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Old 27th January 2013, 2:39 AM   #1
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Default Intel Ivy Bridge Entry ITX Platform - GIGABYTE B75N Performance Guide



2012, almost all active MB brands launched ITX boards.
ITX advantage is smaller dimension. If using high performance CPU,
GPU or WiFi technology support, it may create more value to PC as competing with smart phones, tablets or laptops.

GIGABYTE former two generations Intel ITX MB specs were normal and late.
For Ivy Bridge structure, the specs are improved a lot. It?s capable to compete with the others.
Taiwan has two models, H77N WIFI and B75N. The PCB designs are almost the same.
The main difference is H77N WIFI built-in BT4.0 / WiFi card and antenna.
H77 chipsets supports two SATA3 devices, but B75 only supports one.

This article is testing GIGABYTE B75N. It uses better texture black PCB.
If you have WiFi demand, you can choose H77N WIFI.


CPU PWM is 4+1 phases. B75 cannot adjust CPU ratio, so it?s enough for Core i7.
B75N market price is higher than other B75 ITX MB. However, the specs and components are quite high level.


Lower Side
1 X PCI-E X16 3.0 supports X16 bandwidth.
Dual LAN chips are both Realtek RTL8111E.
Audi chip is Realtek ALC892, supporting 7.1 channels and High Definition Audio technology.


Right Side
2 X DIMM DDR3 support 1066/1333/1600(Must use Ivy Bridge CPU)
DDR3 max capacity is 16GB, supporting Extreme Memory Profile technology.


Upper Side
1 X White SATA, support SATA3 by B75
3 X Black SATA, support SATA2 by B75
Upper left corner is Mini PCI-E slot for installing WiFi/BT 4.0 card. Lower left corner is 24-PIN power connector.


IO
1 X PS/2 KB/Mouse
2 X USB 3.0(Blue)
2 X HDMI
1 X DVI-I
4 X USB 2.0(Black)
2 X RJ-45 LAN
1 X S/PDIF Optical output
5 X Audio jacks


In 3D BIOS main screen, it shows major parts explanation as cursor over.


UEFI DaulBIOS the other interface is traditional screen. Most users are more familiar.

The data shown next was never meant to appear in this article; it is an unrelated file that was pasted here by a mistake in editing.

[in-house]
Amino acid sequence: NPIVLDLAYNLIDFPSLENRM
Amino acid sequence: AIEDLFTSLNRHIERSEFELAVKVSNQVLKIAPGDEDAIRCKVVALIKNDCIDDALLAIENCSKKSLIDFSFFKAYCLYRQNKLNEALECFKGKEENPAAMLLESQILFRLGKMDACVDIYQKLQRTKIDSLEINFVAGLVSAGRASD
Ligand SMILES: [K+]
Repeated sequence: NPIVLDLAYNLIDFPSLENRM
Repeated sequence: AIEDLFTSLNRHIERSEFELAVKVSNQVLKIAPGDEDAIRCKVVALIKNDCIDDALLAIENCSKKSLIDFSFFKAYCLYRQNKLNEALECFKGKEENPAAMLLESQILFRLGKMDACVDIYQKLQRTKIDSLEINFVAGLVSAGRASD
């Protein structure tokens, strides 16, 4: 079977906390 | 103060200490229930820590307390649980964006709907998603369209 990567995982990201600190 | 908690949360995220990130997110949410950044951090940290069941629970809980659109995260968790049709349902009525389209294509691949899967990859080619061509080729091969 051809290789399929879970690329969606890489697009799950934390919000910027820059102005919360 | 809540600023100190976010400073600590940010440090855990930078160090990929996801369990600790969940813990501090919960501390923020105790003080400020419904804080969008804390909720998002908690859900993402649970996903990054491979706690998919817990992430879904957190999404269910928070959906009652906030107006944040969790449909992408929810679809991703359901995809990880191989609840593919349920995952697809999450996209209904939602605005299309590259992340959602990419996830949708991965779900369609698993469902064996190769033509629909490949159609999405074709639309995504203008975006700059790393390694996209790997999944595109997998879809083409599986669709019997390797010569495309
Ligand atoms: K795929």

Test System Configuration
CPU: Intel Core i3-3220
MB: GIGABYTE B75N
DRAM: CORSAIR DOMINATOR-GT DDR3 1866 8GX2
VGA: Intel HD Graphics 2500 / AMD Radeon HD 7700
HDD: Seagate Momentus 500G
POWER: XIGMATEK Tauro 400W Bronze
Cooler: XIGMATEK HDT-S1283
OS: Windows8 64bit
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Old 27th January 2013, 2:43 AM   #2
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CPU is Intel Core i3-3220, most entry Ivy Bridge so far.
The clock is 3.3GHz, physical 2 Cores with Hyper-Threading for 4 threads, called 2C4T.
It?s 22nm, TDP 55W and 3MB L3 Cache.

System Performance Test
CPU 99.8 X 32 => 3292.41MHz
DDR3 1796 CL9 10-9-27 2T

Hyper PI 32M X4 => 14m 14.585s
CPUMARK 99 => 514


Nuclearus Multi Core => 14268
Fritz Chess Benchmark => 13.29/6378


CrystalMark 2004R3 => 191818


CINEBENCH R11.5
CPU => 3.17 pts
CPU(Single Core) => 1.32 pts


PCMARK7 => 3099


Windows8 Experience Index - CPU 7.2


Core i3-3220 single thread performance is very high. 2C4T structure also works well for multi-tasking.
If you have higher performance demand for file converting or graphics related applications, you can consider Core i5 or i7 CPU. It will improve the performance.

DRAM Test
DDR3 1796 CL9 10-9-27 2T
ADIA64 Memory Read - 18452 MB/s
Sandra Memory Bandwidth - 22463 MB/s
MaXXMEM Memory-Copy - 19663 MB/s


DDR3 1995.4 CL9 11-10-27 1T
ADIA64 Memory Read - 19416 MB/s
Sandra Memory Bandwidth - 25345 MB/s
MaXXMEM Memory-Copy - 20886 MB/s


Ivr Bridge Momory Controller improves a lot. B75 chip can reach DDR3 2000.
Previous Sandy Bridge CPU with entry chipset only supported DDR3 1066~1333.
Comparing Intel two generations, DDR3 clock improves a lot. The bandwidth increases 25%.

Temperature (Room is 19)
Enter to OS Desktop - 26~28


CPU Full Speed - 47~49
LinX 0.6.4


The test above is using Intel original cooler. The result is quite good already.
22nm is another Ivy Bridge advantage. Core i3-3220 temperature is quite low in default clock.
If installing in chassis, I estimate the temperature will rise 5~8 degree C more which is still acceptable.
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Old 27th January 2013, 2:58 AM   #3
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For ITX platform users, most will use Intel original CPU Cooler.
Besides the convenience, it?s also hard to find ITX CPU Cooler.
Thermalright, high end cooler maker, just launched a high end cooler for ITX platform.
The model is AXP-100. Packing is corrugated paper with black printing.


Contents
Left is manual, right is installation parts, and lower right is cooler.
The fan spec is L 108.25mm X H 101.5mm and Noise Level is 22~30 dBA.


AXP-100 body is nickel-plated. 6 heat-pipes improve thermal conduction.